Robin Hood is the Latest Victim of Hollywood’s Expanded Universe Fever

By  · Published on October 7th, 2014

Twentieth Century Fox Film Corporation

The criteria for “does this movie deserve its own expanded universe?” keep on plummeting. Way back in the wilds of 2008, forging an expanded movie-verse required some kind of source material that was already an expanded universe. Marvel Comics and DC Comics properties and precisely nothing else. Then came the Universal Monsterverse, which was okay because the studio had already done it before (starting with 1943’s Frankenstein Meets the Wolf Man). Now all you really need for an expanded universe are two things: a general action/adventure theme and more than one character. Does “Robin Hood” fit both? Sure! A “Robin Hood” expanded universe it is, then.

The Hollywood Reporter tells us that Sony is currently forking over seven figures ($1m against $2m, which in studio-ese means “$1m now, another $1m if we actually make the movie) for a new take on “Robin Hood” from writers Cory Goodman (Priest) and Jeremy Lott. Entitled Hood, it’s described as tonally similar to the Fast & Furious and Mission: Impossible movies, only set in a world where the fastest vehicles are horses and the coolest spy tech is the old arrow-on-a-string zipline (exasperation aside, an extended ziplining spy sequence could actually be kind of incredible).

And of course, Hood was pitched using the words “universe” and “Avengers.”

If we must have an entirely unnecessary Robin-Hoodverse (and with millions on the table, it seems that way), we might as well make the most of it. So, let’s decide which “Robin Hood” characters would fare the best when shepherded out of Sherwood Forest and into their own movie.

THR lists these three: Little John, Friar Tuck and Will Scarlet. Who are all fine (if extremely safe) choices, but in a cinematic universe they’re missing a key element. They all do the same general thing (steal rich / give poor), and they all do it in the same general location. Marvel’s cinematic universe works because after every Avengers flick, each character can return to S.H.I.E.L.D. or Asgard or whatever their individual setting is and continue adventuring in solo from there. I’m as morbidly curious as the next guy to see what a Friar Tuck movie would resemble (my gut says a medieval version of Drunken Master), but it would probably just resemble Robin Hood if everyone was living and working in Sherwood Forest in their downtime.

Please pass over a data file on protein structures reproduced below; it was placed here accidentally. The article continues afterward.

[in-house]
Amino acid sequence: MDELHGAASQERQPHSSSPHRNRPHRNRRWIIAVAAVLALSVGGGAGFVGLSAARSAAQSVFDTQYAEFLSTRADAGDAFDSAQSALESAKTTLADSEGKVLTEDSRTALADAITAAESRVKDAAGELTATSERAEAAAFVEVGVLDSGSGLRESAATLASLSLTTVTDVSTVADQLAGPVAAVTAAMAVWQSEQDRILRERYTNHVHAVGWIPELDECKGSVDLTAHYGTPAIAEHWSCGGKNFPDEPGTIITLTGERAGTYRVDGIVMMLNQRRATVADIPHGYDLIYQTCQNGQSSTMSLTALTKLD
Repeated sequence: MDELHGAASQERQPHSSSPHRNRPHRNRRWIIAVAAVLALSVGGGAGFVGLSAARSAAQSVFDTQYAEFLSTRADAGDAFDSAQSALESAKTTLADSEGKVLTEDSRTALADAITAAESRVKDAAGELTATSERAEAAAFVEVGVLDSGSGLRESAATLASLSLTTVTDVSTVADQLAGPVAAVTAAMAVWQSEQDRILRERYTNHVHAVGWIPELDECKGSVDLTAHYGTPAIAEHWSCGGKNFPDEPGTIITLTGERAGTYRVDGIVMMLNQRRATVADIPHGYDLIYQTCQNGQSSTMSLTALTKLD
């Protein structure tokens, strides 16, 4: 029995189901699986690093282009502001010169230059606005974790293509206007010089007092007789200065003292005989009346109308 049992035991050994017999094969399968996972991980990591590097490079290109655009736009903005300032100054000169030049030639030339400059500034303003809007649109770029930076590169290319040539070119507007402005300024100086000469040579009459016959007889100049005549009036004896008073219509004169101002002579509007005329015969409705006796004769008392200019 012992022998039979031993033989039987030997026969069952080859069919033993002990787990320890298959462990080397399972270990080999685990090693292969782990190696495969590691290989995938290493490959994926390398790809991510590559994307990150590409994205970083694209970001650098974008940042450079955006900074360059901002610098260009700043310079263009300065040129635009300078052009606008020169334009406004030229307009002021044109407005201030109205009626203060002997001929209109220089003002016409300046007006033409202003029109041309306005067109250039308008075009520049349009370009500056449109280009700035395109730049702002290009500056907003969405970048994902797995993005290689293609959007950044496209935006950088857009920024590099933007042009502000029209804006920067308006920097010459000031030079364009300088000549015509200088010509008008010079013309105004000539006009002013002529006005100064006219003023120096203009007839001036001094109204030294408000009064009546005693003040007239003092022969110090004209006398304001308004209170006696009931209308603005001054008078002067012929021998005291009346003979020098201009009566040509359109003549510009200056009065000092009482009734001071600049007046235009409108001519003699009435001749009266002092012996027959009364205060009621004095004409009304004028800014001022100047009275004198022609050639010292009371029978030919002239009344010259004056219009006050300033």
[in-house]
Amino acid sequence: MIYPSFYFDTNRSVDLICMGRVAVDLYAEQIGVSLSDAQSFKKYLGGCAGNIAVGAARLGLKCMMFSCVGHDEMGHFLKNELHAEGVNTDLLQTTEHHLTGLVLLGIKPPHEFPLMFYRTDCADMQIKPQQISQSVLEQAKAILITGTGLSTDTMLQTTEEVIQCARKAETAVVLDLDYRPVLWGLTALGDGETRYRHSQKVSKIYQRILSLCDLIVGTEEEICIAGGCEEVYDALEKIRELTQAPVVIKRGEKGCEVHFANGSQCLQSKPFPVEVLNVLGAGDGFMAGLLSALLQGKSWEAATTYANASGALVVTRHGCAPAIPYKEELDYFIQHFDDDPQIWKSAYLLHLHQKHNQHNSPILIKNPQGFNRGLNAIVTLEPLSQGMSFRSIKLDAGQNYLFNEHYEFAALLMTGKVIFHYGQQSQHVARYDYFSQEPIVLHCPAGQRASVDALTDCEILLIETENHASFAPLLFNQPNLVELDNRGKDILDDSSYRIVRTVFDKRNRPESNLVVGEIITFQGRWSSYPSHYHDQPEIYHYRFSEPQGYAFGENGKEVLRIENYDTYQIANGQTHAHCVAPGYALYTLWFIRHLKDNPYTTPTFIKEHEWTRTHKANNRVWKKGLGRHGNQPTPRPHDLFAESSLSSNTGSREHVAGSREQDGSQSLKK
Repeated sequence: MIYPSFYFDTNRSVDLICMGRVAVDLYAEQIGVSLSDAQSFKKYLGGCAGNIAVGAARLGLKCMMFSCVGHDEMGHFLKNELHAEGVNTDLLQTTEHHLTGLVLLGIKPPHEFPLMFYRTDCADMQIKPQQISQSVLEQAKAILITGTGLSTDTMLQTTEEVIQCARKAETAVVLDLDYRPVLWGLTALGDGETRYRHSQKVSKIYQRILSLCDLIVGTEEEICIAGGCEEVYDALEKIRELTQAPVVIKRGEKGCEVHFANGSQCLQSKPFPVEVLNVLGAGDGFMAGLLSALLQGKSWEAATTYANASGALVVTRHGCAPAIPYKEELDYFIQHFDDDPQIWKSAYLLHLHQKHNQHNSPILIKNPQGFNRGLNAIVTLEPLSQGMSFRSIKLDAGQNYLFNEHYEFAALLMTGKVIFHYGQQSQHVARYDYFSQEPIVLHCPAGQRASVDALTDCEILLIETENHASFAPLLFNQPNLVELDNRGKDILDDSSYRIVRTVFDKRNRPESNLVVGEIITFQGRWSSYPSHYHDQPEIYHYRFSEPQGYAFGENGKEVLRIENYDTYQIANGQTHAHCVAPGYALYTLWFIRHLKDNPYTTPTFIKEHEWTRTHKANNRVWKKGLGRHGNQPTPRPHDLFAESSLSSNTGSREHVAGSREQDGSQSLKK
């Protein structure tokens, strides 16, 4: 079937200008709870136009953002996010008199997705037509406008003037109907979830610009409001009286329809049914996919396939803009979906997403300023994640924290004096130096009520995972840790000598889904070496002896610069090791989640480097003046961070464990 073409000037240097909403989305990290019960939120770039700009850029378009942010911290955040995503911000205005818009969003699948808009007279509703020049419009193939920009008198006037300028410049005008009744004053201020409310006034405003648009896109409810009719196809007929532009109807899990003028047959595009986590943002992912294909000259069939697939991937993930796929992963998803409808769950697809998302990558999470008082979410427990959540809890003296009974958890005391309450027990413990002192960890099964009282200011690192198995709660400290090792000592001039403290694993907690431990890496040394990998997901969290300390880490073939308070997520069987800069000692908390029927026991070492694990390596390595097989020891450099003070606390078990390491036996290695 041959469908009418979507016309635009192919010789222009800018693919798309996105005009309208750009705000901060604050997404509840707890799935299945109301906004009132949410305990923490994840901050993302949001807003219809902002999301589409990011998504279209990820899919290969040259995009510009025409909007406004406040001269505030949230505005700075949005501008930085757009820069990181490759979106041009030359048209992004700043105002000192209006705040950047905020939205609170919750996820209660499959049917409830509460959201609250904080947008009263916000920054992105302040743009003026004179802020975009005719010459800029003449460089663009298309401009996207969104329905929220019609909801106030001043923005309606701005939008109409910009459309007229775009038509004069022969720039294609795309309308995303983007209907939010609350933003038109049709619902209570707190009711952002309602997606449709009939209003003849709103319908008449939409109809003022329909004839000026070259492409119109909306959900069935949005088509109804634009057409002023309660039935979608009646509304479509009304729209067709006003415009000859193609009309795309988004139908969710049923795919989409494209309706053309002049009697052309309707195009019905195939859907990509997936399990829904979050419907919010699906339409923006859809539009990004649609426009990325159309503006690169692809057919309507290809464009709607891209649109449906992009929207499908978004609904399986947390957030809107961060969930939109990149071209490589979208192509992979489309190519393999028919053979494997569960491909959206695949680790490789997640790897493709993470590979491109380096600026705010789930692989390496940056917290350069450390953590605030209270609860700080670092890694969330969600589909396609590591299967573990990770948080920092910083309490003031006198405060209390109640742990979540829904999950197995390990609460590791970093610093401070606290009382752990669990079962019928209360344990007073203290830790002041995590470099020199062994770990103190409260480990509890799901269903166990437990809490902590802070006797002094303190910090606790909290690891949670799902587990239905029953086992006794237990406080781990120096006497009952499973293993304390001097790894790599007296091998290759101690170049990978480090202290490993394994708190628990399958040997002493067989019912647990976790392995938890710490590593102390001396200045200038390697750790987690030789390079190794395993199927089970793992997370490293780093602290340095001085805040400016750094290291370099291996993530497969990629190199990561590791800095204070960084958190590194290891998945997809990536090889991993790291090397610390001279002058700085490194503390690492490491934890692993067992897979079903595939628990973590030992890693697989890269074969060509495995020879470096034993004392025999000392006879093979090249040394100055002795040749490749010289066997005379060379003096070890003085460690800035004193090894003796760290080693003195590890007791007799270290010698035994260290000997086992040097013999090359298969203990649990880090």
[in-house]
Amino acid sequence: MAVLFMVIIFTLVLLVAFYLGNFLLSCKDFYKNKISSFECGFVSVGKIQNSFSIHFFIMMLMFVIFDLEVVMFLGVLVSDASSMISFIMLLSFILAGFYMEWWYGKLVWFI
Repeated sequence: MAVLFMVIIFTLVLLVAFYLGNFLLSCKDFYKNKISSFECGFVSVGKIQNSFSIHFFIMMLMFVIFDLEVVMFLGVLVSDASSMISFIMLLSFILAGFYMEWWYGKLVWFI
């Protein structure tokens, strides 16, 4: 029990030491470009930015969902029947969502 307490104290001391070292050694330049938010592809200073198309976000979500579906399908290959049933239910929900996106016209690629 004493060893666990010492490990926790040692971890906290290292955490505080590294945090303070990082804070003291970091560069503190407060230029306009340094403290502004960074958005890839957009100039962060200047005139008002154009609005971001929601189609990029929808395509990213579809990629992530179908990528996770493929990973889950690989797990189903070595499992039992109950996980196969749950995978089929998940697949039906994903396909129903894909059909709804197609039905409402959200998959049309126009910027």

Instead, we need to focus on the “Robin Hood” characters that offer a little more variety. Of which there are two stellar choices, Maid Marian and the Sheriff of Nottingham. Marian, in basically every interpretation of “Robin Hood,” is an aristocrat of some form. Plant Marian in her own flick and suddenly the Robin-Hoodverse gains a high society setting that we’d never see from the perspective of a soused friar. If we’re going Fast & Furious or Mission: Impossible, that’s a new locale to spy or street-horserace in, which could make all the difference in keeping these spin-offs at least somewhat fresh.

The Sheriff is a tougher sell (he’s not even close to being a Merry Man), but if we skew a little closer to Nottingham then we can get something worthwhile out of all this faux-Marvel mess. Nottingham, of course, being the initial draft that became Ridley Scott’s Robin Hood, but which was a completely different (and far more unique) project before a series of edits stripped out all the cool bits. Nottingham is “Robin Hood” as a detective story, with the Sheriff (not really a villain, just kind of gruff) as our lead, investigating a series of arrow-based murders that may or may not have been committed by a certain hooded figure. Obviously you’d have to switch around the mystery, because there’s no way a “Robin Hood” cinematic universe would have Robin Hood be a serial killer. But the idea remains. Skew the Sheriff a little more towards the side of good, and we’ve got another avenue to make the Robin-Hoodverse a little more varied.

Now all we can do is sit back and wait – to see where this project goes and to guess the next completely unnecessary film to be squashed and stretched until it almost looks like The Avengers in the right light. Paul Blart: Mall Copverse, anyone?